Monster – Chapter 2 (non-fiction)

Monster – Chapter 2 (Non-Fiction)


As unpredictable as the monster was, sometimes she was like a VCR tape that had been watched until the machine ate it. Over the years, her need to lash out, to punish, to hurt, could always be counted on. The abuses piled on, from the time she beat me with a belt so vigorously that it broke into two sections when I was six, to the most frightening moment of my entire life when she tried to force me to put my hands on the kitchen table so she could cut my fingers off after I damaged some of her kitchen knives at age eight.

I spent the majority of my young life in such a state of fear that she would eventually kill me during a blind rage that I’m still damaged by the trauma to this day. Books and baseball were my only true outlets of escape, and baseball was a summers-only affair that couldn’t be relied upon during the majority of the year. Books, on the other hand, allowed me to leave my world and enter others, from the strange, horrifying settings Stephen King created, to the somewhat cheesy but still enjoyable Nancy Drew series. As an adult, I find myself comparing my imagination to that of Calvin, from the comic strip by Bill Watterson, “Calvin and Hobbes,” except instead of having two loving parents, I had a single, terrifying, toothless, monstrous creature who was as real as some of Calvin’s imagined beasts.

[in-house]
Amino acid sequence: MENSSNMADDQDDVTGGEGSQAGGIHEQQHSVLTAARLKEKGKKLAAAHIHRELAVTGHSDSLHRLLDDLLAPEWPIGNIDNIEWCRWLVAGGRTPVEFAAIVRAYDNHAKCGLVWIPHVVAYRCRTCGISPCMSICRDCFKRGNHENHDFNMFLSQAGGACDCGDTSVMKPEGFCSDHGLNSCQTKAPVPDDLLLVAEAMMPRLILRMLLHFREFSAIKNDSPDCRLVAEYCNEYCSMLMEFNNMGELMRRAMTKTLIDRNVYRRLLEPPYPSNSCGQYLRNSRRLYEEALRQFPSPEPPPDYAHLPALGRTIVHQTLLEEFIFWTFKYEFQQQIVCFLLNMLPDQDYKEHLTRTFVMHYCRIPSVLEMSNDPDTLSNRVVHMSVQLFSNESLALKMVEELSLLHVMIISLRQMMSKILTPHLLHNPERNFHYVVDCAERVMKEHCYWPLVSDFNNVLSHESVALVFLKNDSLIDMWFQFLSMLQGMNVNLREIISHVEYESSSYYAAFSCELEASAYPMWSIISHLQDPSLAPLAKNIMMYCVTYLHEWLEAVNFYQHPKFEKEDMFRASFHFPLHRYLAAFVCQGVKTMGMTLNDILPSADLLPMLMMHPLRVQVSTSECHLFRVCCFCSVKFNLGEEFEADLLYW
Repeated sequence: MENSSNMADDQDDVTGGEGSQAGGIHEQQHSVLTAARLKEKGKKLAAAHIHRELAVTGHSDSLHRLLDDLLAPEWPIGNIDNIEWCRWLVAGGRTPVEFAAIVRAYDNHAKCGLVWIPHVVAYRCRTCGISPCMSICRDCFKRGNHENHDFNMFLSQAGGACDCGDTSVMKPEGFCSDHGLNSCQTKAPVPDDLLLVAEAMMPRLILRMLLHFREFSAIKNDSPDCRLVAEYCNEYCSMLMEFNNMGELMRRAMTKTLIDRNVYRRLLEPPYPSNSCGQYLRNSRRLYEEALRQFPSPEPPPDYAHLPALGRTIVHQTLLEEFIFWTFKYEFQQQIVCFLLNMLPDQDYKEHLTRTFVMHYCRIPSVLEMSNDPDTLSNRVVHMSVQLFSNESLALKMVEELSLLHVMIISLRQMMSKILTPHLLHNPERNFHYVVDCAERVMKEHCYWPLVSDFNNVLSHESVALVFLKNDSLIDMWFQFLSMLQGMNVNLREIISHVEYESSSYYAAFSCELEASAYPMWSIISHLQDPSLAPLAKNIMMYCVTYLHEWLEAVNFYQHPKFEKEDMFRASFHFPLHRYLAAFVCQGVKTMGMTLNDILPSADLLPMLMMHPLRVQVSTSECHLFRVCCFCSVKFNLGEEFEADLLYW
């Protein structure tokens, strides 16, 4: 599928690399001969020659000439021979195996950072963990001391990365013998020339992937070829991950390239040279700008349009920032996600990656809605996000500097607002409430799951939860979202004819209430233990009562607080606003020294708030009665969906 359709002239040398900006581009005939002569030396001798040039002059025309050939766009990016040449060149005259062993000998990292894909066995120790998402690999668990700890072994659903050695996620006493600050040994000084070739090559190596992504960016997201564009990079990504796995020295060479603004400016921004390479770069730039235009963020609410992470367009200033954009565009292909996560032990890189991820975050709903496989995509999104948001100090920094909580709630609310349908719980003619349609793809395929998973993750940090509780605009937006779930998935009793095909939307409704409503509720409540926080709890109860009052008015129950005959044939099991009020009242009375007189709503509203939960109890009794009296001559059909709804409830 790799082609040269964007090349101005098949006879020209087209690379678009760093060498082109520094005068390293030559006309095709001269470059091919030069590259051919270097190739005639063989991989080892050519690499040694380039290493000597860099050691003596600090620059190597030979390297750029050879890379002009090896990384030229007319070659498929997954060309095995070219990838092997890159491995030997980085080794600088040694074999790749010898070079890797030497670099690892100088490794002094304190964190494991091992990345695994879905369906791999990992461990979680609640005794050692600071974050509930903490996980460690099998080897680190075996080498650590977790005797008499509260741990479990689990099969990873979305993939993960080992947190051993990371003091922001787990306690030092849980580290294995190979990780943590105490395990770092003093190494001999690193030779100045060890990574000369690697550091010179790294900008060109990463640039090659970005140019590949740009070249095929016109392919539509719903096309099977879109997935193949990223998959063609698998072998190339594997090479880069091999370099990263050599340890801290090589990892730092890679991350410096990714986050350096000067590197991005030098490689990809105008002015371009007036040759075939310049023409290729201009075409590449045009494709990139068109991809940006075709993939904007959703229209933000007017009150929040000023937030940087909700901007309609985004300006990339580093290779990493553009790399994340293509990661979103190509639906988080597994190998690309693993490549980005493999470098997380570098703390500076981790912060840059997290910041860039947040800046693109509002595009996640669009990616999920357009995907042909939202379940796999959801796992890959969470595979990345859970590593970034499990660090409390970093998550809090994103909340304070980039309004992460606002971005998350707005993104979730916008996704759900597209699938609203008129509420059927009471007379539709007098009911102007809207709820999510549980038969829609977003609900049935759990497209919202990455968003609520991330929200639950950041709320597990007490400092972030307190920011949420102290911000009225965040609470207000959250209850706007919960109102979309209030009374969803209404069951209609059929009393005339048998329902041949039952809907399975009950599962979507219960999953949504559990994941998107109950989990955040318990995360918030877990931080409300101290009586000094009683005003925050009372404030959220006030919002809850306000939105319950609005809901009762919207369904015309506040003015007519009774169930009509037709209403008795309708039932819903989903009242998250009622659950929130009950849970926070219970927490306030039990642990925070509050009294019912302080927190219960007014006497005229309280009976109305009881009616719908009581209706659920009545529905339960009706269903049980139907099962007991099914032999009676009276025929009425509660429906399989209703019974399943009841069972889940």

Devouring books, from whatever I could constantly check out at the public library, to the numerous books lining the shelves within the duplex that was more prison and torture chamber than a home, is the one thing that kept me sane, kept me from eventually turning the tables on the monster and murdering her. The monster realized that this was likely an eventual outcome at some point, as the object of her fury continued to grow both physically and mentally, and she knew that one day I would no longer be the punching bag who would cower and cry as she rained down physical blows, enhanced by a flurry of verbal strikes designed to keep me from believing that I was anything but a worthless piece of shit—as if her goal was to be able to look back one day and think, “He turned out exactly as I predicted!” Continue reading

Moving On – Monster (chapter 1 – Non-Fiction)


Note: This is a non-fiction story of my early life growing up with a horrible, abusive monster. It’s not a pretty story, but it’s something I feel compelled to write, and not just because it’s an assignment for my Creative Writing – Non-Fiction class in college. I’ll add more as I get it written, and likely eventually turn it into a book. My hope is that it will give others who have lived through similar terrors some catharsis like it does me, and more importantly, serves as a way to let people know that such horrific childhoods can still lead to a quality life of happiness.

Moving On – The Monster